At least J Marc Schmidt has a new approach to the Monarchy in Australia. Where Monarchists and republicans struggle on either keeping or changing the status quo, he suggests “Prince Harry should become an Australian citizen and become our first king.”
“We don't want another dark-suited, distant bureaucrat who won't listen to us once elected. We have plenty of those. We want something else, but what? In 1999, many supported the idea of a popularly elected president, a leader chosen by and representing the people rather than the government.”
Marc is not in the least worried that so far His Royal Highness has been on Australian soil for a comparatively short period:
“Our king must be Australian. It is a simple matter to give Prince Harry Australian citizenship. Of course he will have to acquaint himself with Australian culture and history. That should be no problem for an Eton-educated prince, who has also already spent some time living and working on a farm in Australia."Proclaiming Prince Harry King of Australia would not be a big thing, Marc has a simple solution:
“We don't even need a referendum to make this change. Our constitution requires that our heads of state be the 'heirs and successors of Queen Victoria', and Prince Harry already is.”People like Monarchies
“Republicans argue that the people alone should choose their head of state, that monarchies are unfair. I disagree. Choice is overrated. In America in 2004, for example, the choice was limited to George Bush and John Kerry, and in 2008 it was limited to Barack Obama and John McCain. Monarchies use a far older, wiser, and fairer arbitrator than any election: Fate.The idea of a resident Australian Monarch is not new and has some support, especially from Melbourne theologian David Schütz.
Anyway, people like monarchies. We humans are drawn to certain ways of organising our society, and try as we might, we can't shake our biological heritage. Is there any other reason why the marriage of Mary Donaldson to a Danish prince, and their visit, made the front pages of newspapers and magazines all across the country?"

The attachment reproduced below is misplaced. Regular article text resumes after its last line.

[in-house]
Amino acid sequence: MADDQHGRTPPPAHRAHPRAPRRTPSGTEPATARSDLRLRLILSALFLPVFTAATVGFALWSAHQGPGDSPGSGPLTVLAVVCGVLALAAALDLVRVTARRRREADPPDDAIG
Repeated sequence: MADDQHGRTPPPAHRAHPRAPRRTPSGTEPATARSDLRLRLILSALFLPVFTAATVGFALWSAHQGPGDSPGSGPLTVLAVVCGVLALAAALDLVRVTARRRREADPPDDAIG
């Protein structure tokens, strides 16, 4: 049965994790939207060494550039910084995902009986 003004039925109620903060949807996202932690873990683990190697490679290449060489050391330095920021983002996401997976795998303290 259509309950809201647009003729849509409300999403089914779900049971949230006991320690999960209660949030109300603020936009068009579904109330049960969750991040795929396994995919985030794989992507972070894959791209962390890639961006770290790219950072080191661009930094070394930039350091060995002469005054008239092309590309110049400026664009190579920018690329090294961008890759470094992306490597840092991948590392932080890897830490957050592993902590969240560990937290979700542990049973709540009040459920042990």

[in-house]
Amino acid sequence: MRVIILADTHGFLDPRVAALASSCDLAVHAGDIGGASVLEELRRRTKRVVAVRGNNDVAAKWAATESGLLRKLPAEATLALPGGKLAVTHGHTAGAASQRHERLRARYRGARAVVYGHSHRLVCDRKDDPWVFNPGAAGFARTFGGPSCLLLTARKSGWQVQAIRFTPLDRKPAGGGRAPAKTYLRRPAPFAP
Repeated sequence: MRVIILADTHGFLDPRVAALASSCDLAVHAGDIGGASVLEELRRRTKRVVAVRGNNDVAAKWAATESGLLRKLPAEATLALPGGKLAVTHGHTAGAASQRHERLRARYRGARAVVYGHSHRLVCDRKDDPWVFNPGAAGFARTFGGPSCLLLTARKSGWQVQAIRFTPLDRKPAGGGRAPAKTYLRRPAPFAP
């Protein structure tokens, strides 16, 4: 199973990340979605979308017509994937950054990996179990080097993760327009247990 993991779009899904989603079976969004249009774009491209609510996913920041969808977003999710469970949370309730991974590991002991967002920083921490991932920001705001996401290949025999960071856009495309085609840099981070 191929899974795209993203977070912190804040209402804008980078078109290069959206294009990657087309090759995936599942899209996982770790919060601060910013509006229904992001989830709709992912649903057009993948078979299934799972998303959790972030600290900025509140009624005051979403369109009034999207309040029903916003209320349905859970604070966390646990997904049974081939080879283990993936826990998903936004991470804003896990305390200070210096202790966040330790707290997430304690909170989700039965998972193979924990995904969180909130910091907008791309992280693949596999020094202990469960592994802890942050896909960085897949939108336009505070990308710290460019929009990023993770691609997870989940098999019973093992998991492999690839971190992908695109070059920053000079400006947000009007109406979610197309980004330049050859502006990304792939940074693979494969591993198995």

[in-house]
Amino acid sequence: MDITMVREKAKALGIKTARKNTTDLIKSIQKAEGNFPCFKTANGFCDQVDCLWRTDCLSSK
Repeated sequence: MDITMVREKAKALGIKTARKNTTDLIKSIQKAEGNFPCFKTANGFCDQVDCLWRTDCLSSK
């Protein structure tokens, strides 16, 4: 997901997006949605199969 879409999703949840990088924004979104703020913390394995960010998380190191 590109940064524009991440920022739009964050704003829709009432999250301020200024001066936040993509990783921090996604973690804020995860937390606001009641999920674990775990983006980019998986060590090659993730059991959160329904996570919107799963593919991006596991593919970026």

May be the republicans should add a question to their proposed plebiscite catalogue. At The Senate hearing on a (non-binding and unconstitutional) “plebiscite for an Australian Republic Bill 2008” Klass Woldring and others held the position "that at some point in the process, multiple questions were required to get more information from the public to then enable the referendum question to be specific:
It is particularly in a plebiscite that the public mood can be gauged reasonably accurately and comprehensively but the Government need to ask multiple questions. This is extremely important especially because Section 128 of the Constitution has proven to be such a major obstacle in the way of having constitutional referendums passed in Australia.This single question does not provide opportunity for making these points and yet they are important when it comes to formulating Referendum questions."
However, I doubt that republicans are broadminded enough to include the question: “Do you favour a resident Monarch?"
Nor will the Australian Monarchists raise the question, because they are not interested in splitting the Monarchist vote.
But does this stop us contemplating King Henry I of Australia?